How does it work?


Single-type computing elements produced ‘from scratch’ for a specific class of tasks are approximately 80% of any chip we develop. These elements determine productivity and chip power engineering. There are hundreds to several thousands elements on the chip! All the computing elements are programmed in C language or in its subset. The elements are combined into groups controlled by compact universal RISC processors grouped into computational array that to a programmer looks like a typical multi-threaded processor programmed in C/C++. he classic problems of multithreaded processing (conflict resolution mechanism of simultaneous access to shared data including atomic operations) are solved in hardware at the memory controller level.


The Brief Look at MALT architecture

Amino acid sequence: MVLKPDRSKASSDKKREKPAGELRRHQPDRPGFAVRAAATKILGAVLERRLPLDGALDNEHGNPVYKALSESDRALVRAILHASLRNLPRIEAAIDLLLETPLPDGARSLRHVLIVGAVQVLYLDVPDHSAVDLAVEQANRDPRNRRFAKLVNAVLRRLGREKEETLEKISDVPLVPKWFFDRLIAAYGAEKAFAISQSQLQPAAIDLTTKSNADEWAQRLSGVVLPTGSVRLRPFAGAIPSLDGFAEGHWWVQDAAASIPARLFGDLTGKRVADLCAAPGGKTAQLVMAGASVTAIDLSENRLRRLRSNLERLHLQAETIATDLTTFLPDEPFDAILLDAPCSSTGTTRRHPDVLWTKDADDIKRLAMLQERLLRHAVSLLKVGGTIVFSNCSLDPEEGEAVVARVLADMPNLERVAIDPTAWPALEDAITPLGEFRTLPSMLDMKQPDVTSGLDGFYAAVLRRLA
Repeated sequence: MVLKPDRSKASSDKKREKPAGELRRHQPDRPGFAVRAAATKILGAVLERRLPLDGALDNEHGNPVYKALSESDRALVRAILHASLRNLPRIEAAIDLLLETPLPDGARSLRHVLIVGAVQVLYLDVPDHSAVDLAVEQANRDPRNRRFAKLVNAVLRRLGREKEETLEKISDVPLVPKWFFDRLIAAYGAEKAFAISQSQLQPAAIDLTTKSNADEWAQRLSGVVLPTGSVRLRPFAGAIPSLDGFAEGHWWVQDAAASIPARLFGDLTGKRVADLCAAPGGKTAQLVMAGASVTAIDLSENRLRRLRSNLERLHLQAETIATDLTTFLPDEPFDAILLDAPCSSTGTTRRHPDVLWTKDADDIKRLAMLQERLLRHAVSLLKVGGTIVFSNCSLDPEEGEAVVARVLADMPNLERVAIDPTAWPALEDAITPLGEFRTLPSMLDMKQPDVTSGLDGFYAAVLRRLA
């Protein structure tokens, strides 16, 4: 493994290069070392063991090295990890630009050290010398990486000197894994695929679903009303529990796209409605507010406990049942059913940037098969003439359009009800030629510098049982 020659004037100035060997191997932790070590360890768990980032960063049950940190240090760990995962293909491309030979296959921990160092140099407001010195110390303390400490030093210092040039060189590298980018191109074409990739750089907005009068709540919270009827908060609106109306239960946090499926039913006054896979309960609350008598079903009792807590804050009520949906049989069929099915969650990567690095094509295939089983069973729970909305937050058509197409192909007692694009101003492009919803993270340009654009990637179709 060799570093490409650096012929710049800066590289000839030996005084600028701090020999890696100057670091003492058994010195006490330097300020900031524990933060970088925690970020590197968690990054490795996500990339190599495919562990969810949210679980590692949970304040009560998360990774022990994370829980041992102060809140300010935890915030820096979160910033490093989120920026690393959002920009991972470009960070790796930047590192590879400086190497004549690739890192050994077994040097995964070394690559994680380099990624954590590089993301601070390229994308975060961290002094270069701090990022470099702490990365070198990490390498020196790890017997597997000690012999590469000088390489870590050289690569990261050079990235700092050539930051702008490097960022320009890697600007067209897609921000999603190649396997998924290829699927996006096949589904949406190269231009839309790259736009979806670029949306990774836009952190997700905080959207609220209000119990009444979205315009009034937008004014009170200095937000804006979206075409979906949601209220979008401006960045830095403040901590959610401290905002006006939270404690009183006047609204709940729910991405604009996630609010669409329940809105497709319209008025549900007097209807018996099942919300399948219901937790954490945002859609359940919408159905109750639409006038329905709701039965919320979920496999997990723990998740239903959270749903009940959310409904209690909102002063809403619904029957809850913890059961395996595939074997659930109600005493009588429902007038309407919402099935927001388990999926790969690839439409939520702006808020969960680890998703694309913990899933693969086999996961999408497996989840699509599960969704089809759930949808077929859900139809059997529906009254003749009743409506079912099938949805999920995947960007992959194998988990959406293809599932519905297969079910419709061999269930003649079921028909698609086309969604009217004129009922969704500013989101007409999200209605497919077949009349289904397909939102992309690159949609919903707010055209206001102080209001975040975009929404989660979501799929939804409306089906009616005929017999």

The basis of MALT architecture is formed by dozens to hundreds (depends on a model) compact asynchronous universal computing cores grouped by single or several original worm-hole networks with fat-tree topology. The communication between the networks is software and hardware. The universal core hierarchy consists of 3 levels: supermaster (controller core), master (communication cores), slave (computing cores available for user’s tasks. Slave cores may contain vector accelerators (depends on a model) performing specialized tasks of a target class. Every accelerator has 8 to 128 one-type computing elements with shared instruction memory. All computing cores and accelerators have own local data memory. All universal cores directly address DRAM and other shared resources (PCIe, Ethernet, SATA). The access arbitration to external resources is provided by smart memory controller (SMC) - a ‘smart memory’ hardware controller with an additional flag of data availability. The amount of SMC, the list and the configuration of shared external resources depend on MALT Family and are defined by requirements of the target tasks.